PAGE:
How to Measure Roof Pitch
A lot of good roofing contractors can judge the approximate roof pitch measurements by just eyeballing it. If their estimate is off a degree or two, so what? That’s what a waste factor is for, right? No, not exactly.
Why, in this day and age, should any dimension of a roof measurement require guesswork? It shouldn’t. Measuring roof pitch can be done precisely and in only a matter of seconds – literally seconds – using a roof pitch app! Roofing software replete with a roof pitch calculator app is all you need. You can determine all the precise dimensions, including the roof pitch measurement, from anywhere at anytime. No more needless visits to the job site with handheld gadgets to figure out pitch again.
Roof Pitch Finder Tool
Many roofing professionals will determine an accurate pitch by climbing atop a home or building and using a conventional roof pitch measurement tool, such as a pitch guide or a level and a tape measure. GAF and other roofing suppliers have a nifty little clear plastic card that you just hold up to a home or building while you stand fifty feet away. Match the lines on the see-through card to the roof angle and you can come close to approximating the pitch of the roof, but it won’t reflect the accuracy of a smart roof pitch angle app. One of the how-to videos we found on YouTube outlines a method involving a level, a framing square, a pencil, and a piece of wood. Hello? This isn’t the 18th Century!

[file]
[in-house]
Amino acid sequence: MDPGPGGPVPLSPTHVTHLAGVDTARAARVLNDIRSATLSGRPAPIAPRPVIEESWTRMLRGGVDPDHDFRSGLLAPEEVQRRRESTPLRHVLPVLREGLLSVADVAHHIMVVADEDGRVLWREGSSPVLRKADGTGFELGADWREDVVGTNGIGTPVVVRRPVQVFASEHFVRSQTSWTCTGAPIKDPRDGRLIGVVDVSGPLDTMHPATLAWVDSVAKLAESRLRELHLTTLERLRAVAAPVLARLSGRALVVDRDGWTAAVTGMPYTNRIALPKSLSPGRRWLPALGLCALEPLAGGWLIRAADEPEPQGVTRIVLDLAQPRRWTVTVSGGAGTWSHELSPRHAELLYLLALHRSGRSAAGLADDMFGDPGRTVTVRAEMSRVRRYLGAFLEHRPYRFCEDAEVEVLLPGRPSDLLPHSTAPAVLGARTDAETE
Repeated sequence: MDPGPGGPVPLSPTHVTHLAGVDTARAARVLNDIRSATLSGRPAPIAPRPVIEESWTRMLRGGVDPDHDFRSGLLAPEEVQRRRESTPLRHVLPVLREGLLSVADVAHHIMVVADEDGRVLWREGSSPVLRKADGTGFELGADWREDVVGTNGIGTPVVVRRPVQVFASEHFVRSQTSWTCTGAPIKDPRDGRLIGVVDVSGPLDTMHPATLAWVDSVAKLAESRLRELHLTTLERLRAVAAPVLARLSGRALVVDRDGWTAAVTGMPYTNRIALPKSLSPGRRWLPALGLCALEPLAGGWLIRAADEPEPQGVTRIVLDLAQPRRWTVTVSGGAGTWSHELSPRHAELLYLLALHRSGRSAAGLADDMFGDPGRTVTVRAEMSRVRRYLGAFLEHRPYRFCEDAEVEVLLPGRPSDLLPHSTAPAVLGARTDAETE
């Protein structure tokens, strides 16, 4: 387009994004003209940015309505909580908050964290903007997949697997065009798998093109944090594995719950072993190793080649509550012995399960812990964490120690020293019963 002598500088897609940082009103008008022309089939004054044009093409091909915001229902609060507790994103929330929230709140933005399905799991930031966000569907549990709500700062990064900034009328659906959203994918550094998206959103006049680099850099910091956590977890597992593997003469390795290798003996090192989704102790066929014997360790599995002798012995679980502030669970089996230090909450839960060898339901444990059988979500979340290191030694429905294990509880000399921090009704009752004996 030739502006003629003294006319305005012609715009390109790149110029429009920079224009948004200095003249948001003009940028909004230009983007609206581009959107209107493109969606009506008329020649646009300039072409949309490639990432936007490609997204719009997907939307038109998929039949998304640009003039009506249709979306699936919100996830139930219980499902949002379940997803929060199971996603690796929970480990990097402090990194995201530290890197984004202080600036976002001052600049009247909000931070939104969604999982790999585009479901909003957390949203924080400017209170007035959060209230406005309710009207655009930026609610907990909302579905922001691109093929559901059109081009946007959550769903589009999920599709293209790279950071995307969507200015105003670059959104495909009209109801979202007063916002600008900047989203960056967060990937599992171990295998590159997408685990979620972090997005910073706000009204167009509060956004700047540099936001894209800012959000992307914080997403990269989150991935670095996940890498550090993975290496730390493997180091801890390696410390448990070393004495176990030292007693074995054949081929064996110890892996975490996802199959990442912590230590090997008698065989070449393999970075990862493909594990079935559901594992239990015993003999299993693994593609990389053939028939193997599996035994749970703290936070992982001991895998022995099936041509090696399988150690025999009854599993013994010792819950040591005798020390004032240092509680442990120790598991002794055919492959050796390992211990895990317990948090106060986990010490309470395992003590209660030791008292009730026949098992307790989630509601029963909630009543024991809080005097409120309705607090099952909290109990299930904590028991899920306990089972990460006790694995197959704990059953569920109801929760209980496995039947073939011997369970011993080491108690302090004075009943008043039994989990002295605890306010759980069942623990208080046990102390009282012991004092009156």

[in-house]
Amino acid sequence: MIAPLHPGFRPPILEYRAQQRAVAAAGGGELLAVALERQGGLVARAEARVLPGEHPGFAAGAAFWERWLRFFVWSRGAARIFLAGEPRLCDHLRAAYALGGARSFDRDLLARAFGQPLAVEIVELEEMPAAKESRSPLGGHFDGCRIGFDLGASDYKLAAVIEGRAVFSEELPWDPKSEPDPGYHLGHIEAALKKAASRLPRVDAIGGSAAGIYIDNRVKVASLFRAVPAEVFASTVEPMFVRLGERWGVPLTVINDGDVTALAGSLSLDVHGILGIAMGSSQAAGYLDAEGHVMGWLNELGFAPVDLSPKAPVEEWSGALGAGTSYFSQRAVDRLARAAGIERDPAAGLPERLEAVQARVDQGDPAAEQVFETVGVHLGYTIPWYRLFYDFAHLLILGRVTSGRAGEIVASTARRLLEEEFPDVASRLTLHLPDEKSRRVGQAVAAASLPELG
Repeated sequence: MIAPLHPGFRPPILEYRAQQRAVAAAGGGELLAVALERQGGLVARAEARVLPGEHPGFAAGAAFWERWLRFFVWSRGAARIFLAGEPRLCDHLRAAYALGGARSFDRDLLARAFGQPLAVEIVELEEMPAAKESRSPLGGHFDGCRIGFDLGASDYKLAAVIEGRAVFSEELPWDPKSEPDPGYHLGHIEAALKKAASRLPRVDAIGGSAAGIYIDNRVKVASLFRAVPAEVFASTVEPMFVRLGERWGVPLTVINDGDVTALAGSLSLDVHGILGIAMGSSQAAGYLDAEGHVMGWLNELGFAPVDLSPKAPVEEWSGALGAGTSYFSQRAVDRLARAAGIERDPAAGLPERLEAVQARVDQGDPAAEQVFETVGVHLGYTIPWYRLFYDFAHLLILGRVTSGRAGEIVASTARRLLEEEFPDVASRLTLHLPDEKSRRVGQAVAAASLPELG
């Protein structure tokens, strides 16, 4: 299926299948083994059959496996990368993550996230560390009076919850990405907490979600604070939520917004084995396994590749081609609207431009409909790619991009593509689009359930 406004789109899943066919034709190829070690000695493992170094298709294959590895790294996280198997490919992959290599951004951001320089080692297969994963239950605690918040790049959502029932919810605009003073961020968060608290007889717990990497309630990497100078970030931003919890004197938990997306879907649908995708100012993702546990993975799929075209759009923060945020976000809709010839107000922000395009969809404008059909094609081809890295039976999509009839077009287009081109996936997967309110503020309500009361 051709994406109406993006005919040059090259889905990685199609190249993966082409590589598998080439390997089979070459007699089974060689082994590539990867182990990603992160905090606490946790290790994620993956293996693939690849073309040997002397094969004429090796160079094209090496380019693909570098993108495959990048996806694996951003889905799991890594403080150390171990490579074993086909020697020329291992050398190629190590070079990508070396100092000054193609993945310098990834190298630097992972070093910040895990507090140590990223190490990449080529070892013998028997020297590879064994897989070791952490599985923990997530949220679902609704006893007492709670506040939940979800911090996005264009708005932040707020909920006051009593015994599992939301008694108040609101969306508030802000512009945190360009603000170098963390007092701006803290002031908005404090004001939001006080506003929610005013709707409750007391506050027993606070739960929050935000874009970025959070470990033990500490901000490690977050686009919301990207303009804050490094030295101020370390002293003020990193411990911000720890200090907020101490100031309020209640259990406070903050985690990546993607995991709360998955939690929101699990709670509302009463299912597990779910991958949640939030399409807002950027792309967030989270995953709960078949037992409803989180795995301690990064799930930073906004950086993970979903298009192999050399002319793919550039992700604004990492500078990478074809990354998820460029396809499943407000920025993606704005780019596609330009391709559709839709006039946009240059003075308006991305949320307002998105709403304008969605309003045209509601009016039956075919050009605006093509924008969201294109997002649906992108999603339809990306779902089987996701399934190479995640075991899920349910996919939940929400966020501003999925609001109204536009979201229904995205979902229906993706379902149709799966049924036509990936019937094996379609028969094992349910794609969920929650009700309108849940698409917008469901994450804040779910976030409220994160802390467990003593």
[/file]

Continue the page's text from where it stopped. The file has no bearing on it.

There's a Roof Pitch App for You...
Roofing software with pitch detection can make your material orders much more accurate; save you trips to the job site, and satisfy the property owner through your attention to detail and effort to minimize waste. When all of your measurements are duly calculated and presented neatly to clients, they’ll know they’re not overpaying for guesswork. Better yet, your accurate order for materials won’t come up short towards the end of an installation, requiring a second order and likely delaying the job. Property owners usually aren’t happy when their roof job is late getting completed, especially when they know the delay could have been avoided. So, stop the guesstimates and get on board with roofing technology.
What is Roof Pitch?
Picture a slope. Measure 1 foot up from the eave. Then, imagine being able to measure straight down through the roof to a point level with the eave. That distance – say its 4 inches – will be the first number in the ratio that defines the roof pitch. In this case, 4:12. This means there is a 4-inch rise every 12 inch span up the slope. It sounds like a simple calculation, but what makes it tricky is the fact that you can’t take a measurement THROUGH the roof and if you could, how would you know where’s the point even with the level of the eave. Of course, there are a few ways to measure pitch in a conventional way as mentioned above, all of which require you to be onsite.
Go Ahead. Make Our Day.
Would you believe us if we told you we can quickly calculate the pitch with a roof pitch app for Androids and a roof pitch app iPhone? You can do it simply from a street view accessible instantly thanks to iRoofing’s built-in mapping feature, so go ahead. Make our day! Try the iRoofing Roof Pitch Measurement app and never lose money on an inaccurate roof pitch calculation.